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I have an application that allows a user to pick a printer before printing. I need to be able to, using information returned from the .Net printer selection dialog, find a way to communicate over SNMP directly with the printer. One of the requirements for my application is that it not send any print jobs to the printer while the printer is paused or jammed or offline or out of paper, etc. I can get this information only via SNMP for the type of printer I have.

I have been using a WMI query to get the printer information, then deriving a communication channel to that printer using the ShareName and ServerName values in that WMI query. This has worked for well over a year.

Recently the network team here moved my application from a Windows 2003 server to a Windows 2008 R2 server. With the application in its new 2008 home, the values for ServerName and ShareName in the WMI query always come back empty making it impossible to communicate directly with the printer using my existing code.

Does anyone else have another way of communicating with printers directly only based on the user selecting a printer from the .Net printer select dialog? For the purposes of this application we are safe to expect the printer to always be of the same type and always be connected to the network.

Here is the WMI query I have been using:

"SELECT * from Win32_Printer WHERE Name LIKE '%MyPrinter'"

Appreciate it.

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Are you not able to use WMI to directly get either the PrinterState or PrinterStatus? –  Jack B Nimble Jul 1 '11 at 16:22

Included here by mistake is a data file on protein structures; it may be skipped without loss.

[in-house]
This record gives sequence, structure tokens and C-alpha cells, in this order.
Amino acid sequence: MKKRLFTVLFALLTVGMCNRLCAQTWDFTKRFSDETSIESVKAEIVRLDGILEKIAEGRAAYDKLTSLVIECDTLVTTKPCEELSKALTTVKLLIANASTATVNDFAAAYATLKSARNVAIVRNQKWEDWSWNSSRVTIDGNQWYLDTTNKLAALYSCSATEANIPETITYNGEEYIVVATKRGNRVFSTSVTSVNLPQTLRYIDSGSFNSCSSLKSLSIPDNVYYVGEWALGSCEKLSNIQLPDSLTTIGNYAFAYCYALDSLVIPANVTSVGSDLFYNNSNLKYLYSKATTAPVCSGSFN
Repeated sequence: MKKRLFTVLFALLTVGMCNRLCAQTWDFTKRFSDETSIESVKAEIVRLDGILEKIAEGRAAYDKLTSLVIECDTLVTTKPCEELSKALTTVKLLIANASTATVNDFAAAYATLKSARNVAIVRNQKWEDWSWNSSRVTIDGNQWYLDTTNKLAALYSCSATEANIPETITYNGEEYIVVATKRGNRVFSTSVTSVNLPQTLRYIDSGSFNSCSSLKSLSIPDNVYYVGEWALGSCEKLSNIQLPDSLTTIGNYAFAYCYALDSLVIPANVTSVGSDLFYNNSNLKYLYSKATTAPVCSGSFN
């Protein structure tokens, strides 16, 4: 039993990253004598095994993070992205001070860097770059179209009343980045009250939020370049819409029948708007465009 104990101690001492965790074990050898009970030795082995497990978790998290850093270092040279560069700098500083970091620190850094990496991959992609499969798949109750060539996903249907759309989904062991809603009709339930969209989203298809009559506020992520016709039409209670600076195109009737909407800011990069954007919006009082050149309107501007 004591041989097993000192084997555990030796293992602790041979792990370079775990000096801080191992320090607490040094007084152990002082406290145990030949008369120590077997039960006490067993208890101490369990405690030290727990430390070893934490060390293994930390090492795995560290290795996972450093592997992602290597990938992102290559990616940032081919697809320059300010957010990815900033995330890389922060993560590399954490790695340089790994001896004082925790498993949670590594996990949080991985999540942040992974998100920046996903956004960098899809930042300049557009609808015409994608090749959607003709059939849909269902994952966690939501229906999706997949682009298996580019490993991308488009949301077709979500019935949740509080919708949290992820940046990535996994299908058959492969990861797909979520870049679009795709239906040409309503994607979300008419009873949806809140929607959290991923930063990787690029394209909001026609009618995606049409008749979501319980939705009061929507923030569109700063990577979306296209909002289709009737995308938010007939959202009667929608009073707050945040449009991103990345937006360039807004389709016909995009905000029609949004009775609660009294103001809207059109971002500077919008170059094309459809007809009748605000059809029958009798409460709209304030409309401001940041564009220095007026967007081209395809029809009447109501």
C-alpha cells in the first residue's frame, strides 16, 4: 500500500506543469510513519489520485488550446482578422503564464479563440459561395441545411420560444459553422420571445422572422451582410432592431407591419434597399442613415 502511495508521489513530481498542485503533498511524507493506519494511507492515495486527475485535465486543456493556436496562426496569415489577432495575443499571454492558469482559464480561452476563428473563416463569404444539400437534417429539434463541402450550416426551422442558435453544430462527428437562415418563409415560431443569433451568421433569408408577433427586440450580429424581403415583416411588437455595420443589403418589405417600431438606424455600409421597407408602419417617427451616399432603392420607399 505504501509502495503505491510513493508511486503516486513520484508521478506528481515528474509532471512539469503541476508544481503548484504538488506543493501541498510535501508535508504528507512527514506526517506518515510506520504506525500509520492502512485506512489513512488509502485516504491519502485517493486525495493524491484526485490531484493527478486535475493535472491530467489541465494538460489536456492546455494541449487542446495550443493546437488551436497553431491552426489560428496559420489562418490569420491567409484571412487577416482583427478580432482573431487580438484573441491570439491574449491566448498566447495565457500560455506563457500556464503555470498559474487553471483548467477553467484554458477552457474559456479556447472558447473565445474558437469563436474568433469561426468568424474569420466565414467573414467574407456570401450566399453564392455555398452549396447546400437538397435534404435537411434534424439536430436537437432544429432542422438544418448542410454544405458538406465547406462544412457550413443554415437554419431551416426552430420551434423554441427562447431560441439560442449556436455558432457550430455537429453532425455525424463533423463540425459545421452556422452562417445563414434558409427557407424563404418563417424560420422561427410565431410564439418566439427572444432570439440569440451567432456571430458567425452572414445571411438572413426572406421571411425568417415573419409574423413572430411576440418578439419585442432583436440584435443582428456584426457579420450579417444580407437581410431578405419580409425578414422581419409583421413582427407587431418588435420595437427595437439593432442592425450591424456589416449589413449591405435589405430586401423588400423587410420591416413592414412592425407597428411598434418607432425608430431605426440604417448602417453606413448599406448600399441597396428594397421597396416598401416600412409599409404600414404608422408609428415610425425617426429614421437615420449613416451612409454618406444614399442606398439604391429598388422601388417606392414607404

Windows itself isn't reliably telling me if the printer is available, I did find a WMI query that would do that but it will often tell me the printer is unavailable when it is turned on and ready. –  omatase Jul 1 '11 at 16:23

1 Answer 1

This is the same answer I gave to c# : How to Monitor Print job Using winspool_drv

Here is an example of the using Win32_Printer.

PrintDialog pd = new PrintDialog();
PrintDoc.PrinterSettings = pd.PrinterSettings;
PrintDoc.PrintPage += new PrintPageEventHandler(PrintDoc_PrintPage);

object status = Convert.ToUInt32(9999);
while ((uint)status != 0) // 0 being idle
    ManagementObjectSearcher mos = new ManagementObjectSearcher("select * from Win32_Printer where Name='" + pd.PrinterSettings.PrinterName + "'");
    foreach (ManagementObject service in mos.Get())
    status = service.Properties["PrinterState"].Value;

The documentation says that PrinterState is obsolete, and you should use PrinterStatus, that is unfortunate, considering PrinterState gives you all the statuses you are looking for.

That being said, both PrinterState and PrinterStatus should return > 0 if the printer is not available.

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